Review: Happy-Go-Wrong

user_crop_Fringe_Festival_2020_CCorlett_Happy_Go_Wrong_0008

By Alicia Sullivan

SHARE THIS CONTENT:

This review was written for mindshare, a creative community and online mental health publication. Reflections are by mindshare writers with lived experience of mental illness, specifically critiquing through a mental health lens. Content may contain triggering themes.

Walking into the Bakehouse Theatre, I wasn’t sure what to expect from Andi Snelling’s show Happy-Go-Wrong. I tend to go into shows blind, as it enhances the experience. I do try to look for clues on set to help me piece together what the show may be about. The clues were clouds, twisted brown butchers paper, a chair and wooden First Aid boxes. I made several guesses in my head, but I didn’t guess that the show would start with a philosophical angel named Lucky (Played by Andi), entering the stage with a torch and roller skates. Lucky, unsteady on her feet but with a glean in her eye, and a good bad French accent interacts with the audience by asking them to put up their hands “if they are alive and if they are committing to life?”. Some hands are up high, and some are barely up.

Lucky the skating angel uses the interactions from the audience, to make funny and poignant observations about the human condition. Lucky’s speciality is morality/ death. She lives for death and her mission is to help Andi, who is stuck behind the fourth wall coming to terms with her own mortality. 

Happy-Go-Wrong is a one person show about Andi Snelling’s personal odyssey, starting from the accident that changed her life (being bitten by a tick) that resulted in her becoming physically ill with Lyme disease, her struggles of being a performer with a chronic illness, realising the want to live after being close to death and orchestrating her own rescue. At the beginning of Andi’s odyssey, Andi tangles herself amongst brown butcher paper to symbolise her struggles with her illness. We can hear her panting as she fights her way out of the butcher paper, sometimes disappearing. It reminded me of someone drowning in waves.

It was obvious through Andi’s show how much performing means to her but also the mental and physically toll it has on her mind and body to perform. Andi intelligently uses physical theatre to emphasise the physical toll to the audience.

Lucky’s smart commentary and comedic timing blends well with Andi’s personal odyssey, showcasing Andi as a masterful storyteller. She delicately ties intricate threads together with dance, physical theatre, miming, clowning, music and song, leaving the audience unsure of what will happen next. The unpredictability of Happy-Go-Wrong ensures the show is captivating and suspenseful throughout. This is a testament to Andi Snelling’s ability as a storyteller and performer; she displays an incredible ability to change from comedic to dramatic with precision.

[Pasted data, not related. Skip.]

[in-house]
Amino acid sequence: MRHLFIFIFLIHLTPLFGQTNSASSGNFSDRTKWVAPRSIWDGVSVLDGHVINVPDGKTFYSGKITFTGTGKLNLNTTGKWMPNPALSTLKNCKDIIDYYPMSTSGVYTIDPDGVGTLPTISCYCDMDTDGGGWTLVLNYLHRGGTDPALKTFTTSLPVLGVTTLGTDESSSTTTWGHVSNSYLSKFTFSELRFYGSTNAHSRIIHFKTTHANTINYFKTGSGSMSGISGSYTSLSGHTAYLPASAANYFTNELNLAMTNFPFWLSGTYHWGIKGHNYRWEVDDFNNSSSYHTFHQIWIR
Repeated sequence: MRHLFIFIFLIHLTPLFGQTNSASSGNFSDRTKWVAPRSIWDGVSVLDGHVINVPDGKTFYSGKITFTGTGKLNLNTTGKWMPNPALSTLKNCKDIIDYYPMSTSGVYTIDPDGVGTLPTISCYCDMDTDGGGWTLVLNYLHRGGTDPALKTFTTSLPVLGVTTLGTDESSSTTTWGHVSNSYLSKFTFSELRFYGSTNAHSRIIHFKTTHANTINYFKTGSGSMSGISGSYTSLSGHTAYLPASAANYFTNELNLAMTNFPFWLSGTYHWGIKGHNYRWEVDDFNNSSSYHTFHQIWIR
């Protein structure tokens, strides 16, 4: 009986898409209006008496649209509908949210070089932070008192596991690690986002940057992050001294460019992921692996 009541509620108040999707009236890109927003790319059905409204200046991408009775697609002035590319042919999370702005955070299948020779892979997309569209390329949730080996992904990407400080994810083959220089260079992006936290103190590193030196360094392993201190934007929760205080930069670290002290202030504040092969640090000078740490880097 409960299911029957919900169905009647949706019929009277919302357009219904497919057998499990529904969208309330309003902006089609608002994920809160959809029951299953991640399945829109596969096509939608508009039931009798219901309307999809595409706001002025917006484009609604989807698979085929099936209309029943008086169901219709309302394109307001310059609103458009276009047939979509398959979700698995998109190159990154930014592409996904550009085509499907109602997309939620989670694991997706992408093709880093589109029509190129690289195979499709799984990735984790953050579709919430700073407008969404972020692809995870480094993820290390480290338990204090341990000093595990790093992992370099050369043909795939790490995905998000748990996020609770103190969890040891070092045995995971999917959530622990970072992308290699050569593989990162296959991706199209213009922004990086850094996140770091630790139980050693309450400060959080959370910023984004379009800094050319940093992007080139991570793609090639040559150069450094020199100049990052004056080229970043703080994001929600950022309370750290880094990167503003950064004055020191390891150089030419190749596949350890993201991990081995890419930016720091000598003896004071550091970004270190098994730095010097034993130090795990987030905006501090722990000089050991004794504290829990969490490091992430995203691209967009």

In between scenes, there were audio clips of an automated answering service which sounded like they were from a Government agency. Often the messages were unhelpful and uncaring. Though these clips were funny, it clearly showed Andi’s frustration with Government agencies and their insistence in not recognising Lyme disease. 

Andi Snelling’s aim throughout this show was to make the invisible visible, while also challenging the audience to think about how we treat people with an invisible illness. Whether it is saying the wrong right things like, “How are you?”, “You look good for someone with an illness” or the unsympathetic lines like, “At least you don’t have cancer” and “Aren’t you better yet?” 

Andi literally and metaphorically bared all on stage, letting the audience see her vulnerability, her truth and rawness. Her appreciation for life and love of being a performer was radiating from the set. The final scene of Andi, roller skating naked, showed there’s hope in adversity.

Andi told us that her work only means something if it is received from the audience… and received it was. Happy-Go-Wrong garnered a standing ovation, bringing tears to Andi.

I would also like to acknowledge the Auslan interpreter who interpreted the show. She did an amazing job. It was great that Happy-Go-Wrong was an inclusive show.

The show didn’t end onstage but in the foyer where Andi talked to members from the audience, many who related with her struggles with Lyme disease. Andi ensured she talked to everyone who stayed behind, giving hugs of support and words of encouragement.

Happy-Go-Wrong made me laugh, cry, shift uncomfortably, and feel uplifted all in the space of an hour. A show that needs to be seen, it left a lasting impact on me. I give it five stars

Leave a Comment





Recent Blog Posts

a screencap of the Radio Adelaide website, showing a blog post with a audio capture of the interview and a photo of Kat, Ph and Vas, taken at the Mindshare Launch Party

mindshare on the air with Radio Adelaide!

a light-skinned woman with shoulder-length dark hair stands smiling withing the mindshare photoframe, painted b Luke Hunter

Team Sarah’s Living Arts Story

The Faces of FoN : Part Two- mindshare Showcase of Festival of Now Creatives!

Under a large white marquee, a light-skinned woman stands on stage, wearing a bight magenta jacket and reading to an attentive seated crowd from a piece of paper.

The Faces of FoN: Part One!